The “roundness” of this number adds fuel to the question of whether dollars, let alone cents, are being counted accurately, being reported accurately, being estimated, disappearing, or being used in some irregular manner.
CFA Weekly Data
A complete study of all parishes in the Diocese of Venice to determine archiving procedures was not undertaken; The assertion here is based on random selection of several parishes.
The weekly data for the CFA is depicted in Figure 2. For every week that a non-zero contribution was reported, the value reported was in dollars with zero cents . The total amount collected for the CFA is listed in the bulletin each week as some value of dollars plus $.95.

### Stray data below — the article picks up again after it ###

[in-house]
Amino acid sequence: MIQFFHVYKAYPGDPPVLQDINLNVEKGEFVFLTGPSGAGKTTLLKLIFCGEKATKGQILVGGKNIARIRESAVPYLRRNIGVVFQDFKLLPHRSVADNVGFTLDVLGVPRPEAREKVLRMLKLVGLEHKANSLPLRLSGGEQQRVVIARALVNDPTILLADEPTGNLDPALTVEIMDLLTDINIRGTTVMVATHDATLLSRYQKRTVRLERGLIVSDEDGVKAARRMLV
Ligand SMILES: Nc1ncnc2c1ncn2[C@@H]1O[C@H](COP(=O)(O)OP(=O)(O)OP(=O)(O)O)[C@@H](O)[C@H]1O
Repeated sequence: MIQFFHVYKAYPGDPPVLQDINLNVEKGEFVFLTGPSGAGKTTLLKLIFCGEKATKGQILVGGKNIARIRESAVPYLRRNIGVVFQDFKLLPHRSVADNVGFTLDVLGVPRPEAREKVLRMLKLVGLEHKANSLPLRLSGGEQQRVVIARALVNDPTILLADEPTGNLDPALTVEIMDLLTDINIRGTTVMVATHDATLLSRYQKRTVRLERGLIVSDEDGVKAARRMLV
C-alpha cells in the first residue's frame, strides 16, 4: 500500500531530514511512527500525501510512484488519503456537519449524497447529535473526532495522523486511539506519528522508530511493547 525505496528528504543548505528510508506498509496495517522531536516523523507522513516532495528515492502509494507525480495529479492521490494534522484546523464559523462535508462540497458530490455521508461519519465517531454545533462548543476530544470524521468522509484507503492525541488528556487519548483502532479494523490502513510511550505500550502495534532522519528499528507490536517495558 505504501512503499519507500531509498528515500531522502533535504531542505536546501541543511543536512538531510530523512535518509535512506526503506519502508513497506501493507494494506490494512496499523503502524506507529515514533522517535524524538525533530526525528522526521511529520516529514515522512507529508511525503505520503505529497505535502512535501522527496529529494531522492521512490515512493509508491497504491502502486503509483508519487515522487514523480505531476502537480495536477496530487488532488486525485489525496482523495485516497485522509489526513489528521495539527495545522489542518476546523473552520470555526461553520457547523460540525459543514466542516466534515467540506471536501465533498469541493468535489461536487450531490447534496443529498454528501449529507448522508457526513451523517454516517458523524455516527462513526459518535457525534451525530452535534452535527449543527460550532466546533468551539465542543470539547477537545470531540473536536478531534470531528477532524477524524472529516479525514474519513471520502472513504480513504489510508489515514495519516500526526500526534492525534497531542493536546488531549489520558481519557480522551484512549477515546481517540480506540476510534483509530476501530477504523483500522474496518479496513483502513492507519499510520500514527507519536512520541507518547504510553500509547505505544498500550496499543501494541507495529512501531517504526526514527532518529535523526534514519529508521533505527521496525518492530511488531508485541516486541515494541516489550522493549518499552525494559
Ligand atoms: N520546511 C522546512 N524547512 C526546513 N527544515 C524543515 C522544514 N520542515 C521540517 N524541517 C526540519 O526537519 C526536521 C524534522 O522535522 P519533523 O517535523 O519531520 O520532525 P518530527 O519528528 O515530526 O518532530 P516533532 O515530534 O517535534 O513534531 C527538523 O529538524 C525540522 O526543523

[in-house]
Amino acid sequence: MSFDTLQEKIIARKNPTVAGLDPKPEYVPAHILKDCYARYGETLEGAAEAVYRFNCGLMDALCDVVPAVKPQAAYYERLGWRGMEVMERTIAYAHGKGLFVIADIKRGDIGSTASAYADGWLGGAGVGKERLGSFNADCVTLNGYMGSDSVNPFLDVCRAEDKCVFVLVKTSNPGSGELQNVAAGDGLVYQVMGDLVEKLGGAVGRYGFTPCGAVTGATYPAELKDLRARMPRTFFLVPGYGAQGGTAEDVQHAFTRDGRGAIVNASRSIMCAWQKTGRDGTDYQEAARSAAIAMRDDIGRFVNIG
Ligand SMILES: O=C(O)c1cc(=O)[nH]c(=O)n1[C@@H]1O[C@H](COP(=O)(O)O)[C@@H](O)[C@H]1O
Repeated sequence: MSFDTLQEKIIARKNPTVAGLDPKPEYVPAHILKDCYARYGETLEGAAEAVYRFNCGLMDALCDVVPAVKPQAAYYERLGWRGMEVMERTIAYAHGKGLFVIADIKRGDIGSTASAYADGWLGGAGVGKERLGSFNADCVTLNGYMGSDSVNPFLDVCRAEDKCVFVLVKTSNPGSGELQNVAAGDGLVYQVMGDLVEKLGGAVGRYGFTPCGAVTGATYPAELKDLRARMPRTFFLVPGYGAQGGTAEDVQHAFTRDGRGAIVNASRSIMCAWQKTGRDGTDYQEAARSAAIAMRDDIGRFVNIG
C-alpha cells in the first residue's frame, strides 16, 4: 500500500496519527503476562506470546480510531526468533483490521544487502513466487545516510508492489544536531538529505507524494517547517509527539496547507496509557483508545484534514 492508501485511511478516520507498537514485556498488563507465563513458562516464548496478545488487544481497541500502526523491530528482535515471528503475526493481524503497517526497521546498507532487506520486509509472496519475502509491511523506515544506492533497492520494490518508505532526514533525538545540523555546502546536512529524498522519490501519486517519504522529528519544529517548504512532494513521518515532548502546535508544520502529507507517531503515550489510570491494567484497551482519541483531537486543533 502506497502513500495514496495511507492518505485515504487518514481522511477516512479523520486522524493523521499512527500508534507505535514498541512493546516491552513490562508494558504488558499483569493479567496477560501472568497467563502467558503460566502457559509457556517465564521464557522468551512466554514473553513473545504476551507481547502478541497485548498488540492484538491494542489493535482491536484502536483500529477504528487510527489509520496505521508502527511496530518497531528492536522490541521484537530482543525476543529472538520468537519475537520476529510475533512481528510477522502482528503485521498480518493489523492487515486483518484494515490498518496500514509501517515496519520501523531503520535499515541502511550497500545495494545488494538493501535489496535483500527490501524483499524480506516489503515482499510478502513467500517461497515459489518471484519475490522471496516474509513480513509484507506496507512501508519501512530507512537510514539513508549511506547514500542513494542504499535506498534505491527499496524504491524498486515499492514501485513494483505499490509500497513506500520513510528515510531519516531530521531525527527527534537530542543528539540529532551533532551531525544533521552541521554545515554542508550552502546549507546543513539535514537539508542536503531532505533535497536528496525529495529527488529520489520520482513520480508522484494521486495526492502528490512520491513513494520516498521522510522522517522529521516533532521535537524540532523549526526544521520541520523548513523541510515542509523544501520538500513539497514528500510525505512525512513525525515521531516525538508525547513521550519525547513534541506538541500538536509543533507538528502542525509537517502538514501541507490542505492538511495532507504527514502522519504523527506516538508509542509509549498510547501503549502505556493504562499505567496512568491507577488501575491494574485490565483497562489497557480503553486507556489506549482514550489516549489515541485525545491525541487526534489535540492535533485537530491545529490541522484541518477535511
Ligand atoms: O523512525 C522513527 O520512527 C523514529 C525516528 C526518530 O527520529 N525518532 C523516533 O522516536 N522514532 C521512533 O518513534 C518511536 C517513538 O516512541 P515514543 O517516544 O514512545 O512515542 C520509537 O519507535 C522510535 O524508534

Weekly contributions are calculated by subtracting the total contribution listed for consecutive weeks. Seemingly, the number of cents in addition to dollars for each week should be reported; and the total should reflect variations in the number of cents contributed. There are several additional anomalies. There is no identifiable reason for the extremely high value of contributions to the CFA reported for the weekend of April 22, $9,393.00. In conjunction with the reported offertory collection for the weekend of April 22, $12,739.36, this weekend provides the highest total revenue of any weekend. There is no apparent reason that this weekend would have this high total or that the CFA total alone would be so large. Also of concern is the fact that for the weeks from June 10 through September 2, the reported total of contributions to the CFA is $0.00. This three-month hiatus in giving corresponds to the three-month paid vacation enjoyed annually by the parish business manager/bookkeeper (m/b). A reported contribution of $0.00 to the CFA over the three month period, if not correct, suggests a worse financial situation for the parish than was the actual case and thus would have involved fraudulent data being used along with the text urging contributions to the CFA. The cause of the high contribution on the week of September 9 is also unclear. If it is an aggregation of funds contributed in previous weeks, then this would confirm that the numbers being reported during the three-month paid vacation of the m/b were incorrect. lt also raises the question of where the money was being held.